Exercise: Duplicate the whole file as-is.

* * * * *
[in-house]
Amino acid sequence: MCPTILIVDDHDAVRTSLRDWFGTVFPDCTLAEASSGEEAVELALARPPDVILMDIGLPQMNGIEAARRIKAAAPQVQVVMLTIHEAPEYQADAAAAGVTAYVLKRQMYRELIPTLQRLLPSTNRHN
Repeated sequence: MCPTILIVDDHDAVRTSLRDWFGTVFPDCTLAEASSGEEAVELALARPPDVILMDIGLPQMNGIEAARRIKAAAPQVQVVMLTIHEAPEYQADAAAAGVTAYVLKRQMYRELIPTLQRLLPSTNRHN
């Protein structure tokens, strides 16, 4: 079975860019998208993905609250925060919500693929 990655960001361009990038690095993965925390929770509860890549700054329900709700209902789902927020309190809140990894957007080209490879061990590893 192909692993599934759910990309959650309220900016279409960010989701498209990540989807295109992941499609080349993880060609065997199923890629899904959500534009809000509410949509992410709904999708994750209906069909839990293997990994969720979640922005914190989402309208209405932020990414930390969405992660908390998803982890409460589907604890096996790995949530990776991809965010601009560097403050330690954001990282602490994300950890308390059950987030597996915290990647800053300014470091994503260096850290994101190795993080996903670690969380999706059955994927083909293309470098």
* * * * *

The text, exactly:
[in-house]
Amino acid sequence: MCPTILIVDDHDAVRTSLRDWFGTVFPDCTLAEASSGEEAVELALARPPDVILMDIGLPQMNGIEAARRIKAAAPQVQVVMLTIHEAPEYQADAAAAGVTAYVLKRQMYRELIPTLQRLLPSTNRHN
Repeated sequence: MCPTILIVDDHDAVRTSLRDWFGTVFPDCTLAEASSGEEAVELALARPPDVILMDIGLPQMNGIEAARRIKAAAPQVQVVMLTIHEAPEYQADAAAAGVTAYVLKRQMYRELIPTLQRLLPSTNRHN
């Protein structure tokens, strides 16, 4: 079975860019998208993905609250925060919500693929 990655960001361009990038690095993965925390929770509860890549700054329900709700209902789902927020309190809140990894957007080209490879061990590893 192909692993599934759910990309959650309220900016279409960010989701498209990540989807295109992941499609080349993880060609065997199923890629899904959500534009809000509410949509992410709904999708994750209906069909839990293997990994969720979640922005914190989402309208209405932020990414930390969405992660908390998803982890409460589907604890096996790995949530990776991809965010601009560097403050330690954001990282602490994300950890308390059950987030597996915290990647800053300014470091994503260096850290994101190795993080996903670690969380999706059955994927083909293309470098």